The Great Ocean Walk is not a particularly difficult hike if you have a moderate fitness level. In fact, it is often used by walkers as a ‘warm-up’ hike for harder walks they would like to tackle all over the world. However, whether you are an experienced walker or if you are a novice and the Great Ocean Walk trail is your first multi-day walk, it pays to get a good idea of what to expect before you walk.
Grading systems are designed to help you decide what tracks are appropriate for you to walk depending on your fitness and experience levels. This system works very well when comparing trails within Australia, but they can be confusing when looking into hikes overseas, or if you are used to international grading systems.
Have a look below for a rough guide to the Australian Walking Track Grading System.
It helps to remember that when a hike is allocated a grade, it is based on the highest score the trail meets in any criteria. That means if the trail is 8km with a well-formed track, but has for example one short steep hill, it will be allocated at a grade 3.
With this in mind, make sure you get all the info about a track before judging it based on the grading. It might be an easy-to-follow trail with a couple of obstacles (like a steep hill) or it might be a trail with no obstacles that just proves very hard to follow!
Below are some examples of popular hikes and their allocated grades.
The Great Ocean Walk Grading
The Great Ocean Walk is a grade 3-4. Easier days are regarded a Grade 3, whilst harder days are graded a 4. However, an ‘easy’ day may have some tidal beaches and river crossings you need to consider.
If you are planning your own walk please refer to the Parks Victoria website for more information. But, if you are looking for a hassle-free hiking holiday with plenty of support, check out our walking options. They include thorough walk briefings when you arrive in town informing you of everything from tides, weather, and what to expect on-trail each day, which definitely takes the stress out of planning your walk. There are 3-day, 4-day, 5-day, 6-day and 7-day options to choose from depending on your fitness levels and the time you have available.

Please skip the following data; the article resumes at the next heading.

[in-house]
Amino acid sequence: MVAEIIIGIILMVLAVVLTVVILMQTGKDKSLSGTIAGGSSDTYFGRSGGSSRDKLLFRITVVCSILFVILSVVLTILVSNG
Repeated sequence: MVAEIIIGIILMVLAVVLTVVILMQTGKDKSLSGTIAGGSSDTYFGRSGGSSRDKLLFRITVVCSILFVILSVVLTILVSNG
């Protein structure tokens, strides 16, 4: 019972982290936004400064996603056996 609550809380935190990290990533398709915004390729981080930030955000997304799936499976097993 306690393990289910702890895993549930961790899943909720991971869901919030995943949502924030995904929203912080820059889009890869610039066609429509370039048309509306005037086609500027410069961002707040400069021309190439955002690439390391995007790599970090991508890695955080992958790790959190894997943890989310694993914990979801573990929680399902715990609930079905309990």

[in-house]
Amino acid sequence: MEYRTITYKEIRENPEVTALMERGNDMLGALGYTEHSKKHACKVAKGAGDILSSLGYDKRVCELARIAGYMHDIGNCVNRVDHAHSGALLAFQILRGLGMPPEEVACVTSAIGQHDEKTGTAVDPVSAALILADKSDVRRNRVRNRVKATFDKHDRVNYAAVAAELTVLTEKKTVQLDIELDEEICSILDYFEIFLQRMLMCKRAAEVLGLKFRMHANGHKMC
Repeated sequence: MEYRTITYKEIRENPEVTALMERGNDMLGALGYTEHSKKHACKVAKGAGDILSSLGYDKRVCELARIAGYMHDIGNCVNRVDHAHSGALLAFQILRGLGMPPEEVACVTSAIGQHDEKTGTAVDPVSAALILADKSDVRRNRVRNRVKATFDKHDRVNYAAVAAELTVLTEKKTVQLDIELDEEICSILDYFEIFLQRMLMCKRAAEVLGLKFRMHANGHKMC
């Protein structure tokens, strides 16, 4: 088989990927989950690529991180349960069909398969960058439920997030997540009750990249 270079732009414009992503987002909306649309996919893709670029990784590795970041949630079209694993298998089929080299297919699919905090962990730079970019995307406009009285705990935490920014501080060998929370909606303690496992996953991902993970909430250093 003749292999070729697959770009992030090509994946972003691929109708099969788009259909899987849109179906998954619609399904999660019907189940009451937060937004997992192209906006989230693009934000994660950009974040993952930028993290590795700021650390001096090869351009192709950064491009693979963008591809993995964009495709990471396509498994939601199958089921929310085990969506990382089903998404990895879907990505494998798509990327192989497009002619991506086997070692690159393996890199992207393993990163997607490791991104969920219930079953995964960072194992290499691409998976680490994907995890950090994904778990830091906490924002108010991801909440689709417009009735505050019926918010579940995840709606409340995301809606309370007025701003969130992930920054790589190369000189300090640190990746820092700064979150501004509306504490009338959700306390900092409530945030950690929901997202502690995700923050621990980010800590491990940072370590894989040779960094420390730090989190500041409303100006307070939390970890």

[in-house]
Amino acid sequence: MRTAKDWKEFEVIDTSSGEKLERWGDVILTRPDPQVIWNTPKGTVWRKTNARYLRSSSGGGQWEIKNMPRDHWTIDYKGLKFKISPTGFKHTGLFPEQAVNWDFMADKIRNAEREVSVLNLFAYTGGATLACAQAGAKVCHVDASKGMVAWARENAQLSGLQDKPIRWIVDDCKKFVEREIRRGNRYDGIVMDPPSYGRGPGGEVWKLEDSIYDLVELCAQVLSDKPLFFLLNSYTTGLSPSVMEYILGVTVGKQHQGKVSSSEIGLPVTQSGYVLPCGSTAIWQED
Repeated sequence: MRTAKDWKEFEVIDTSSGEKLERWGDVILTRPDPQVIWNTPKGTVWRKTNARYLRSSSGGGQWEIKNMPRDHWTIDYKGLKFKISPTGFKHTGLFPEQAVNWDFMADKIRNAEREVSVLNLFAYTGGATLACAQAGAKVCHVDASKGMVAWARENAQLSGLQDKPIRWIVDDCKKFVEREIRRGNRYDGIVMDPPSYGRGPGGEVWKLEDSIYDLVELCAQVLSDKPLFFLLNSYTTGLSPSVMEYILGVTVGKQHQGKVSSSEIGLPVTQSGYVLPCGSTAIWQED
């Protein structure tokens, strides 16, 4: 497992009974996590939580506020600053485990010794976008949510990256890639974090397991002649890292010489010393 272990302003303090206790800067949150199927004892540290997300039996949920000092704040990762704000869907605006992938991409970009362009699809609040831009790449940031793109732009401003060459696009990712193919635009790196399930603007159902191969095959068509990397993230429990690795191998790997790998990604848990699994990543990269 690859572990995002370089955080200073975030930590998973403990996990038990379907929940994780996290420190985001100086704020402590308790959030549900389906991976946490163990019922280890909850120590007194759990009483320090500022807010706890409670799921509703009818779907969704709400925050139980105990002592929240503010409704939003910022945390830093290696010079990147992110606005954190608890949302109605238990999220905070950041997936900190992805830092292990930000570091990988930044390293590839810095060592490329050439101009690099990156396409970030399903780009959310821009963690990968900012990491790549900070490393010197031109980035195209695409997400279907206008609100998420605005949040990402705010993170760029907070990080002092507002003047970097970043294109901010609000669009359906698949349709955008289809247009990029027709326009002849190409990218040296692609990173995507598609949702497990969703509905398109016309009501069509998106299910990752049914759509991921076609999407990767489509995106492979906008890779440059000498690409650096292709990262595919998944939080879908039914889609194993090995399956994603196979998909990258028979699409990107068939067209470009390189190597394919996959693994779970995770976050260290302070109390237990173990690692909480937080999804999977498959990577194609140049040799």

Wilsons Promontory Circuit
Wilsons Promontory Circuit is a grade 3-4 (mostly grade 3, with some tidal beaches and steep climbs). Parks Victoria is the best place to start when planning this hike.
The Overland Track
The Overland Track is a grade 4. At times the track is very steep, rough and muddy, and highly variable with regards to weather conditions. When planning the Overland track, please visit the Parks Tasmania website.
Australian Walking Track Grading System summary:
New Zealand Grading System:
New Zealand uses a different grading system for their trails, however by looking at the table below you’ll notice that they are not wildly different to ours.
The Department of Conservation does not use number grades, but they have been included here for ease of comparison.
*When heading out on your walks, please consider the environment and adhere to ‘leave no trace’ principles. This includes planning, bringing the appropriate equipment and being prepared to walk through muddy sections of trail rather than around them.
**Tramping and bushwalking are the same.
We hope that this guide has given you an idea of what the Grading System means, and if you would like further support whilst you are walking the Great Ocean Walk, just contact us.
We are locals living in Apollo Bay, so we are always only a ‘stone’s throw’ away if things don’t go quite as well as you thought they would. (It might just be as simple as a little help if your old knee injury is playing up, or if your walking companion is not quite as fit as they remembered!) We know at Walk91 that the unknown is all part of the fun and adventure, but it’s great to know that by having us around we are happy to come to the rescue if you need us!